Today’s Illustration: An Overnight Millionaire Selling . . . . . !

See the source image 300,000 Pairs Sold In One Month

Joe Sugarman was the man who wrote the copy for . . . .“BluBlockers.”

Joe Sugarman was the “copywriter”* for the BluBlcoker sunglasses television ad.

“The BluBlocker experience all starts when you first put on a pair. The world will change and you’ll never want to go back to ordinary sunglasses again.” –(


The Story Behind BluBlockers [ interview]:

Joe: What’s interesting about success–this might be an interesting insight–I have found that you can go along going in the direction you think you should be going and then all of a sudden something comes up and directs you 90 degrees in a different direction and that’s where you’re going to make your success. That’s the case with BluBlocker. We were selling electronics. I wasn’t selling sunglasses. I was selling all kinds of electronics, digital watches, whatsoever.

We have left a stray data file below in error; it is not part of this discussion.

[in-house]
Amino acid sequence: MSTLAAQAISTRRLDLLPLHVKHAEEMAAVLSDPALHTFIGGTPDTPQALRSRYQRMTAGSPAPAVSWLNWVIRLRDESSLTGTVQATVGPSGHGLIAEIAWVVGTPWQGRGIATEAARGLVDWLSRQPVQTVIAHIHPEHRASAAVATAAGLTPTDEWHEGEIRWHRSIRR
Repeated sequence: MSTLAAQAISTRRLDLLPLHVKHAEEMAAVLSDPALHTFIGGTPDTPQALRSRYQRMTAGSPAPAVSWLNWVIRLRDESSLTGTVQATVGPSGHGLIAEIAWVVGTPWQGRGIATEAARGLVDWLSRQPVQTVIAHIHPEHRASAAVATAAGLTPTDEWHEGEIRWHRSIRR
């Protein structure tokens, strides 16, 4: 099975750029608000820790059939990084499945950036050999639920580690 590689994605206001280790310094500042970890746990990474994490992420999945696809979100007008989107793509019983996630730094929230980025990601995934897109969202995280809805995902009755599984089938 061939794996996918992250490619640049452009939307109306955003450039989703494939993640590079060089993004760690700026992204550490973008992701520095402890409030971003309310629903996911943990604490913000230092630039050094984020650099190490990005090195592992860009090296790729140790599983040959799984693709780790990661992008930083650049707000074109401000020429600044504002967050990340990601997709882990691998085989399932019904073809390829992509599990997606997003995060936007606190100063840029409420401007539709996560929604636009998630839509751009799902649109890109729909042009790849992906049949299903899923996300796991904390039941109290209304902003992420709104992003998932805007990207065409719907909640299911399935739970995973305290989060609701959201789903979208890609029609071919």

I just happened to be driving down the 405 in Los Angeles and I was with a friend of mine. We were driving to see a new product. He hands me a pair of sunglasses because he saw I was squinting. I put them on and I stopped squinting. It was really amazing. I said, “What’s the story with these?”

He says, “Don’t think you’re going to sell them because they’re made for astronauts and they’re like $300 a pair. They block all the blue light.” He gives me this whole pitch. I said, “This sounds terrific. This would make a great mail order item.” He says, “No, the company is going out of business.” I said, “Okay.”